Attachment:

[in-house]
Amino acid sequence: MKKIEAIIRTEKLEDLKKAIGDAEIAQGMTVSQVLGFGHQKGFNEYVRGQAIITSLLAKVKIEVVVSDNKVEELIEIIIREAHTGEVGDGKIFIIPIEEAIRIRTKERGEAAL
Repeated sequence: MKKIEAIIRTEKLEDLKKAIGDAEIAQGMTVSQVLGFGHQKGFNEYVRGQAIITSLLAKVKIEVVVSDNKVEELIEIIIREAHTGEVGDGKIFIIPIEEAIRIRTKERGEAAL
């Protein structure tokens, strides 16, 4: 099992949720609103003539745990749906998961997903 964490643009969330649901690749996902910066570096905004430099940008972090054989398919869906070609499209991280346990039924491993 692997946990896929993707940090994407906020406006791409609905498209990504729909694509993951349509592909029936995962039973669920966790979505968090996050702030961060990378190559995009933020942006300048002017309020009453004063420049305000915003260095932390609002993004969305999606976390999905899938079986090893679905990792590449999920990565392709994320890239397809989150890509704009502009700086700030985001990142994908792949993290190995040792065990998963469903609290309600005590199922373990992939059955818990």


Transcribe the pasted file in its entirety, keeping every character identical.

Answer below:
[in-house]
Amino acid sequence: MKKIEAIIRTEKLEDLKKAIGDAEIAQGMTVSQVLGFGHQKGFNEYVRGQAIITSLLAKVKIEVVVSDNKVEELIEIIIREAHTGEVGDGKIFIIPIEEAIRIRTKERGEAAL
Repeated sequence: MKKIEAIIRTEKLEDLKKAIGDAEIAQGMTVSQVLGFGHQKGFNEYVRGQAIITSLLAKVKIEVVVSDNKVEELIEIIIREAHTGEVGDGKIFIIPIEEAIRIRTKERGEAAL
């Protein structure tokens, strides 16, 4: 099992949720609103003539745990749906998961997903 964490643009969330649901690749996902910066570096905004430099940008972090054989398919869906070609499209991280346990039924491993 692997946990896929993707940090994407906020406006791409609905498209990504729909694509993951349509592909029936995962039973669920966790979505968090996050702030961060990378190559995009933020942006300048002017309020009453004063420049305000915003260095932390609002993004969305999606976390999905899938079986090893679905990792590449999920990565392709994320890239397809989150890509704009502009700086700030985001990142994908792949993290190995040792065990998963469903609290309600005590199922373990992939059955818990």